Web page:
The House of Lords Science And Technology Committee Report

The House of Lords science and technology committee report has called for a simpler UK immigration policy. The report has revealed that an “unwelcoming UK” has seen a drop of more than 10% in the past two years, in the number of international students studying science, technology, engineering and maths (STEM). Between 2010/11 and 2011/12 the numbers of new international students taking postgraduate taught courses in STEM subjects fell by 13%.  This was followed by a further fall of 3% in 2012/13. The Committee has asked for the UK government to rethink their immigration policy.

UK Government’s Immigration Policy Is Contradictory

The select committee has said that the UK government’s immigration policy is contradictory, as they are committed to reducing net migration, simultaneously they want to increase the numbers of international students (15–20% over the next five years). The solution to this is for the government to remove students from the net migration figures. In 2012/13  the number of new undergraduates enrolling on STEM courses fell by 5% and then 4% over the same two years.

Lord Krebs, Chair of the Committee, said:

“When we really need to send the message that international STEM students will get a warm welcome in the UK, they’re getting the cold shoulder and heading elsewhere. We’ve seen over the last few years how international student numbers have fallen dramatically, in particular from India.  As a result we’re missing out on the talent, the economic and cultural contribution that international students bring when they come here to study, and our competitors are reaping the rewards.”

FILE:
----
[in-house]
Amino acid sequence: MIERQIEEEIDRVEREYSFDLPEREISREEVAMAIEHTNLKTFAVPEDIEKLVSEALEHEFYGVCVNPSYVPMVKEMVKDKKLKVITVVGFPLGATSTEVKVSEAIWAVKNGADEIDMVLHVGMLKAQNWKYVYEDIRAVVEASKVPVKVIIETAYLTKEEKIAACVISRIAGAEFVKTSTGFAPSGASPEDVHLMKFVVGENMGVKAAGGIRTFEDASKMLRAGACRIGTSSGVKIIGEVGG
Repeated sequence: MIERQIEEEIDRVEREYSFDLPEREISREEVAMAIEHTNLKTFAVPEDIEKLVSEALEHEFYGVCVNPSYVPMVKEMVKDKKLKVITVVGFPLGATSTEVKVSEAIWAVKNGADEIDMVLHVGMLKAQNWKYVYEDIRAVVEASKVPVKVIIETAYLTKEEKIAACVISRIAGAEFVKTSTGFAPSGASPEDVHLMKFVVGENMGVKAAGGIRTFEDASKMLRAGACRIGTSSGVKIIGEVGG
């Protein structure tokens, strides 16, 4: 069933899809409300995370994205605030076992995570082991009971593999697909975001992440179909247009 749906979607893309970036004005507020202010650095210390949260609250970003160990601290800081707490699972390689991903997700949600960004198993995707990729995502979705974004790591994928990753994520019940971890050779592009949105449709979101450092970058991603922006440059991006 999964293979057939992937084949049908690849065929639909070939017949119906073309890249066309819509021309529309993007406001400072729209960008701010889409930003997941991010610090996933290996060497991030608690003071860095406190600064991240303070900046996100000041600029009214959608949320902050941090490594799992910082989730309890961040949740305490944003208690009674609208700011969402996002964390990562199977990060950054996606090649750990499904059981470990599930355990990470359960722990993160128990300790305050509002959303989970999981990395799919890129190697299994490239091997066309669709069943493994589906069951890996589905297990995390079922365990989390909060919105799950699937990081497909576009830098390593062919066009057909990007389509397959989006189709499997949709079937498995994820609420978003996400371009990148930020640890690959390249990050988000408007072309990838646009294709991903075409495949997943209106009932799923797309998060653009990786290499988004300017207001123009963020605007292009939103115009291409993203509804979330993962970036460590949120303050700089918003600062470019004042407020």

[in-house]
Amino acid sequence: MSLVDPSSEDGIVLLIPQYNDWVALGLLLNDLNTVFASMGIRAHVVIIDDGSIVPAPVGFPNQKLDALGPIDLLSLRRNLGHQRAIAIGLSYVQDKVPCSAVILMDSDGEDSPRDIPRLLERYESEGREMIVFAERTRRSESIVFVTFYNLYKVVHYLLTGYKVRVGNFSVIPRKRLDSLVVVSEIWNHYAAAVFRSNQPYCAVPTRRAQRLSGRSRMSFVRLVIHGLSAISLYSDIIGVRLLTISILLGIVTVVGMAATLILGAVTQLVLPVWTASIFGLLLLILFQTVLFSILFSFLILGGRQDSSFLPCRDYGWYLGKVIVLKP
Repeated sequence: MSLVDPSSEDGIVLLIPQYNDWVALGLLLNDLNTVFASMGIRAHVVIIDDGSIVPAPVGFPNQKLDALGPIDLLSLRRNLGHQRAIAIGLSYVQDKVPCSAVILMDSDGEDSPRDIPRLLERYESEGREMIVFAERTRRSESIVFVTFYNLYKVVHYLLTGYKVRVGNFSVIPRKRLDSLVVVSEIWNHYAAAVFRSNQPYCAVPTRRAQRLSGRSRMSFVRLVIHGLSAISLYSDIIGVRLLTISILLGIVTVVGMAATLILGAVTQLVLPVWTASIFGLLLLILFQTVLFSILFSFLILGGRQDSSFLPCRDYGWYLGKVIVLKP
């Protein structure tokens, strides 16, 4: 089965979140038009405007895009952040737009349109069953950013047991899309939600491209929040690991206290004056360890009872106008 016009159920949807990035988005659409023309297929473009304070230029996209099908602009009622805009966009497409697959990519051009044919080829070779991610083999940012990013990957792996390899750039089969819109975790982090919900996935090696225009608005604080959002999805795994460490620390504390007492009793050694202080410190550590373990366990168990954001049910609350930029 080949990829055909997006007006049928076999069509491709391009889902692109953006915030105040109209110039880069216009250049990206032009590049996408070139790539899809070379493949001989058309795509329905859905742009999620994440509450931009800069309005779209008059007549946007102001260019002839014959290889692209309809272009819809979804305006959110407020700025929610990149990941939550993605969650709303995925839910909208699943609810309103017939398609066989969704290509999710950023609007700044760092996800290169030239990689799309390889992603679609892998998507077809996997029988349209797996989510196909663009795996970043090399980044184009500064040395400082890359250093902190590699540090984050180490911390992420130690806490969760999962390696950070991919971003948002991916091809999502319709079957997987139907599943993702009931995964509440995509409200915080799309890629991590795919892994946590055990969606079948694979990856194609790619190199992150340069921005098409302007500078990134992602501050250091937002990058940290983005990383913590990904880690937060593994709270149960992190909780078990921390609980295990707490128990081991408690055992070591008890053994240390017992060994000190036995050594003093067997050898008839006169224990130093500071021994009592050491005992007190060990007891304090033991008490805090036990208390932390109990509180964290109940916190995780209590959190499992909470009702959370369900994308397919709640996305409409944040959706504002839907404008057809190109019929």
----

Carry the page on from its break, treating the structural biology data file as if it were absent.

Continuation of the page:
Immigration Laws “Deterring” Indian And Pakistani  Students from UK

A previous report indicates for the first time in 29 years, there has been a fall in the number of overseas students taking higher education courses in England. With postgraduate students from India and Pakistani declining by 50% in 2013.

Ranjan Mathai, India’s High Commissioner, has stated that visa restrictions on students’ right to work after finishing their courses is just one of the reasons international students are choosing to go elsewhere.

Speaking to the The House magazine, Ranjan Mathai stated:

“Many of the students who I’ve had an interaction with feel that if they’d had a chance to pay their way by staying on for a year – which the system before allowed – then it would make their taking loans and coming to the UK for education more worthwhile, more possible. That’s one reason the numbers have gone down.

 The Report Has Suggested The Following;

  • The government should remove students, who comprise a majority of non-EU immigrants, from the net migration figures;
  • The government should restore the previous post study work route, which they described as ‘simple and effective’;
  • To ensure the UK remains in the global competition for international students, the government should review their package for international students every two years;
  • To ensure that prospective students feel welcome, the Home Office should improve the way information is provided to them; and
  • The government should create a ‘working group’ to determine the effect of decreasing international taught Masters students have on the courses.

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